They’ve been called gods. They’ve been blessed and cursed and venerated and used and enjoyed and exploited and polluted since the beginning of recorded history. They’ve been sung about and dreamed about and followed on epic journeys of discovery.
Gypsy Ninja has picked 10 mighty rivers which made the world in what it is today, including MY river, the Danube, on whose banks I was born in a country which no longer exists.
The Danube is the most international river basin in the world. It springs in Germany’s romantic Black Forest, travels a total distance of 2850 km (1770 mi.), passing through 10 countries and 4 capital cities. It was an important transport route for medieval Europeans. Throughout most of its history, the Roman Empire held the Danube as its northern border. Before the Romans, the Greeks were navigating the river’s lower reaches. With more recent events like the Main-Danube Canal being built in 1992, the Danube is connected to the Rhine and from there to the North Sea.
So little time, so much to read, Michelle Regna says in introducing this list at BuzzFeed.
It’s not a definitive list — it doesn’t even have one of mine, for example — but a neat quiz nevertheless. How did you do?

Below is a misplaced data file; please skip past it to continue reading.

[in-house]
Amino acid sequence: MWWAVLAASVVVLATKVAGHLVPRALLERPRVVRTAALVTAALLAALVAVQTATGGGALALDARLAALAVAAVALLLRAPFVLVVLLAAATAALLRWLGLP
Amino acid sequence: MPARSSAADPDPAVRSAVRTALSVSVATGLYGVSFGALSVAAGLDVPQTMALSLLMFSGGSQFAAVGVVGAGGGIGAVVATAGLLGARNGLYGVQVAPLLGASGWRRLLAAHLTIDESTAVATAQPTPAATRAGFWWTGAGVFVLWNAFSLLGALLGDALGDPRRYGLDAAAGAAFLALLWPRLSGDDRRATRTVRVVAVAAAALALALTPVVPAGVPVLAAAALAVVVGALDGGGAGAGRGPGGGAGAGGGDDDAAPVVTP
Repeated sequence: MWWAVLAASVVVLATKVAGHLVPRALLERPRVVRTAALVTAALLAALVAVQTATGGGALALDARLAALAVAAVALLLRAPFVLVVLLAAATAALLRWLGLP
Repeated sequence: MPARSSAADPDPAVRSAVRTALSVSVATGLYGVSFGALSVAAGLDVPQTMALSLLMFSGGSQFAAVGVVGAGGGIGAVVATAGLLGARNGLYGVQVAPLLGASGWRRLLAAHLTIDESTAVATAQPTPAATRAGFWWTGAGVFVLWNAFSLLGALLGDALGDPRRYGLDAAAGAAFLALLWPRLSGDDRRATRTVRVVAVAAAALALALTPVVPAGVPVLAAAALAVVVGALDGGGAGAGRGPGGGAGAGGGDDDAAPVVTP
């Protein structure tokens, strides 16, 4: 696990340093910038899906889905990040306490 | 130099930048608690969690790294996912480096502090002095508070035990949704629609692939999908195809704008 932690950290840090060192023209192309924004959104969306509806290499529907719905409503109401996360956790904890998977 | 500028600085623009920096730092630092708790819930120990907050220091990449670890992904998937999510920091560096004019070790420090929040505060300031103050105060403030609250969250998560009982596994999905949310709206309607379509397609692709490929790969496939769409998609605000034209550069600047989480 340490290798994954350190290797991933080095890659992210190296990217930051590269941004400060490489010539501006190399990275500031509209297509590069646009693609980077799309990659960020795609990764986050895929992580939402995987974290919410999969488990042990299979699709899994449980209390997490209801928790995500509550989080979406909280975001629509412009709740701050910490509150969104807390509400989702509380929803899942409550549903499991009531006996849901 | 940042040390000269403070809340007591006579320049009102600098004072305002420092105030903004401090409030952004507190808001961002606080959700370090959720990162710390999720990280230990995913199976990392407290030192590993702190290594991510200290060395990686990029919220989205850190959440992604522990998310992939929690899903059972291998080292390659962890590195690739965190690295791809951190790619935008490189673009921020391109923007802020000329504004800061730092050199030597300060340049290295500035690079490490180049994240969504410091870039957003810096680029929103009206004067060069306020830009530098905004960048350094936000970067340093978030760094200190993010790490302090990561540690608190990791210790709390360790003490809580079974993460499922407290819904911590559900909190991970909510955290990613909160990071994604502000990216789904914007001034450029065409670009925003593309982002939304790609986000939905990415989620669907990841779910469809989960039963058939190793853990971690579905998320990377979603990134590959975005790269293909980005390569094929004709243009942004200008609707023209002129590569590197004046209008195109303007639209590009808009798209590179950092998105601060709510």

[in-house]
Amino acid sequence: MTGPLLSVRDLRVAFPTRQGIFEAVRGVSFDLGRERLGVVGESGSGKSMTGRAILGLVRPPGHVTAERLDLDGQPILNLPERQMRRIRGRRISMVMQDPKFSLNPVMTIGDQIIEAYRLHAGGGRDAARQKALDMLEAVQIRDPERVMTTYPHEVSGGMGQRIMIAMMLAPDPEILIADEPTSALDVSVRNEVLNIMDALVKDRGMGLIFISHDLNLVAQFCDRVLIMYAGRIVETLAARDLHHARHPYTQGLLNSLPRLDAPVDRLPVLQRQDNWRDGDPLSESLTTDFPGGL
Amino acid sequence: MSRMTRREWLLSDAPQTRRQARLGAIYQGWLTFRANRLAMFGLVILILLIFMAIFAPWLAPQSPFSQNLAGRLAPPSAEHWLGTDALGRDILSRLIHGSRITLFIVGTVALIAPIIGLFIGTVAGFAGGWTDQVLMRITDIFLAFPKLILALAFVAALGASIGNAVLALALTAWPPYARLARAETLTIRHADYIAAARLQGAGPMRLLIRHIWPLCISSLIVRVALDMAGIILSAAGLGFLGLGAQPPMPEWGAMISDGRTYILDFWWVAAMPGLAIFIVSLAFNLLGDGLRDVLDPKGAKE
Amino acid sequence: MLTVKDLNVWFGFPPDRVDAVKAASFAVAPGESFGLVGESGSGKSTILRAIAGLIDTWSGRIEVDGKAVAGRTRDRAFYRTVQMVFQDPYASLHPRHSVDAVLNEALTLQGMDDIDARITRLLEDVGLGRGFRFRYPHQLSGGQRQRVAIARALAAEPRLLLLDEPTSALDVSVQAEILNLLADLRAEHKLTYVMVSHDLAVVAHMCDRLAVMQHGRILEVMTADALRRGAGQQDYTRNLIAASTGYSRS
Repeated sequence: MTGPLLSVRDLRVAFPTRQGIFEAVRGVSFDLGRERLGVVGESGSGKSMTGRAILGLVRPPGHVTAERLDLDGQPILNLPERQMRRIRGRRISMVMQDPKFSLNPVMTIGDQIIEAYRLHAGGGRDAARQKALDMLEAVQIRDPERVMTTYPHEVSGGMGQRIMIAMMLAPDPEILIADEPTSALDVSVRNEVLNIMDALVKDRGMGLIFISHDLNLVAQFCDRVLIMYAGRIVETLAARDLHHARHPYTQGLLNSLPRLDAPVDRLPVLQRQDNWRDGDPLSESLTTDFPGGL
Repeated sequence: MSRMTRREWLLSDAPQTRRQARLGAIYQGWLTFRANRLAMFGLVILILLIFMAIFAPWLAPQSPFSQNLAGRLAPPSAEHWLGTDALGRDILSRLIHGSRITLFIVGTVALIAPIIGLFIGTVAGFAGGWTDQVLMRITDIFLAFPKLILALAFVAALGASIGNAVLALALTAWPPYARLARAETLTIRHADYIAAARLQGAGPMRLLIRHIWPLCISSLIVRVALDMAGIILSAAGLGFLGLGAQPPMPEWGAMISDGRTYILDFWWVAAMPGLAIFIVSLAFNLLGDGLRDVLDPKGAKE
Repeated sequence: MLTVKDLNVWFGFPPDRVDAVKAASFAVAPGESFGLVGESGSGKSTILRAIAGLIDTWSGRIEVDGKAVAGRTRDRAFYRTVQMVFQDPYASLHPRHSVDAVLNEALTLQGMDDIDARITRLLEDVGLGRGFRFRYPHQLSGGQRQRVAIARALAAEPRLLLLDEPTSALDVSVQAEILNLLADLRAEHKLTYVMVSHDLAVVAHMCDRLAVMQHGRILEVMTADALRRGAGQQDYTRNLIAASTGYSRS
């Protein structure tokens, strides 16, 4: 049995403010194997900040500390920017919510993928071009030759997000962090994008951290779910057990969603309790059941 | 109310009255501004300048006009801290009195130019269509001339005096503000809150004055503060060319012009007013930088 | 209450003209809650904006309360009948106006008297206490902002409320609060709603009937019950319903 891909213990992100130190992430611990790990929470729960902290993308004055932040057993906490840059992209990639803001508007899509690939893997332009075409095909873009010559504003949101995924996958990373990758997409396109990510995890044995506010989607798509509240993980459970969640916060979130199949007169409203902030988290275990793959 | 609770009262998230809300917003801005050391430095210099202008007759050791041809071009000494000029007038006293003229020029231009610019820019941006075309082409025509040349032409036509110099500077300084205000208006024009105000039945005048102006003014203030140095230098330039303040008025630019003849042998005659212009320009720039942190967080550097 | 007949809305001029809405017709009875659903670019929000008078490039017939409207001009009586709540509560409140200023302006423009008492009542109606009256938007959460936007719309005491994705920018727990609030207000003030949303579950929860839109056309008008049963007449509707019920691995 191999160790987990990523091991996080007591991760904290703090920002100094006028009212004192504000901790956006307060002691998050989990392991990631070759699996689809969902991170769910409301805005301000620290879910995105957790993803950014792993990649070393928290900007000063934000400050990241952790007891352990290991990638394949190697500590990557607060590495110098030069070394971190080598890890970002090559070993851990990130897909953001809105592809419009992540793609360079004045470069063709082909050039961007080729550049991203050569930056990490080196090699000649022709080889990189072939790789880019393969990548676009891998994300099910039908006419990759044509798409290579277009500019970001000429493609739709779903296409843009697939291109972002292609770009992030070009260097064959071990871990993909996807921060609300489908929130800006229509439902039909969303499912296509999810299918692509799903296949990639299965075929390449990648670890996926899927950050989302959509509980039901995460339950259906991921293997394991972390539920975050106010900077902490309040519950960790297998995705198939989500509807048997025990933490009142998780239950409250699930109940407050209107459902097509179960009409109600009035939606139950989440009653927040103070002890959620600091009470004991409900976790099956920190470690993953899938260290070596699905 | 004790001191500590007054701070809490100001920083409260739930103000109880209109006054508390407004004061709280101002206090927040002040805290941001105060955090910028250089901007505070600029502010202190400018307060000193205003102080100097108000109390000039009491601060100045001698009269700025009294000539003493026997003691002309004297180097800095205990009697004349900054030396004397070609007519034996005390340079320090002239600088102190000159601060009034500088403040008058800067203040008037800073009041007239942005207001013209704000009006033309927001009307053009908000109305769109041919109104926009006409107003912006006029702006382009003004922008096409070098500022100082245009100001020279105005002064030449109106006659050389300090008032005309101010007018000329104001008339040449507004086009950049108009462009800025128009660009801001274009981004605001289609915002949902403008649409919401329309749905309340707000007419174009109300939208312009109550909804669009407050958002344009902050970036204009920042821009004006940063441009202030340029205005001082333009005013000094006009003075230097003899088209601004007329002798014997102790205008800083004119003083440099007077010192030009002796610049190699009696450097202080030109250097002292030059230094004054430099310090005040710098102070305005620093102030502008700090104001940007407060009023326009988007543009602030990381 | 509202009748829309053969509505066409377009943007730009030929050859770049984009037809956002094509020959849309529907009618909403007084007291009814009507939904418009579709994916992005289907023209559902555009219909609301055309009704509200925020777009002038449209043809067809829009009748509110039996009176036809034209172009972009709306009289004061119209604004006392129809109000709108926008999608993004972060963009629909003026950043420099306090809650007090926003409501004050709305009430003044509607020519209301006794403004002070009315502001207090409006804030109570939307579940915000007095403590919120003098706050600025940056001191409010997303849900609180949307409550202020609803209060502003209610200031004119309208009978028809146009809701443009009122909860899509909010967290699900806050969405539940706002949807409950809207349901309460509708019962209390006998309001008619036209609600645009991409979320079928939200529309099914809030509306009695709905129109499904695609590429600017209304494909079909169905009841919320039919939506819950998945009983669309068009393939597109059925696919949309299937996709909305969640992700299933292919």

29 Surreal Places In America You Need To Visit Before You Die
This is one place I know well. It is only a few miles from my home and I have scores of photos like this one.
Hundreds of thousands of visitors come to the tulip fields between April 1–30 to see these gorgeous flowers in bloom. The festival is designed as a driving tour since there is no one designated “site”.
Elves and Dragons Doing a Fantastic Job of Protecting Iceland’s Environment
Originally Icelanders used mythological creatures as a way to deter people from coming to their island, now they protect it, Sola Agustsson writes at AlterNet.
Nasa’s Curiosity rover finds water below surface of Mars
New measurements from the Gale crater contradict theories that the planet is too cold for liquid water to exist, Hannah Devlin reports at The Guardian.
The Curiosity rover is currently ascending Mount Sharp, in the centre of the Gale crater.
Illustration: Stocktrek Images, Inc./Alamy
Prof Andrew Coates, head of planetary science at the Mullard Space, said: “The evidence so far is that any water would be in the form of permafrost. It’s the first time we’ve had evidence of liquid water there now.””
Quote of the day
A child who reads will be an an adult who thinks.
“A children’s story that can only be enjoyed by children is not a good children’s
story in the slightest.” ~ C.S. Lewis
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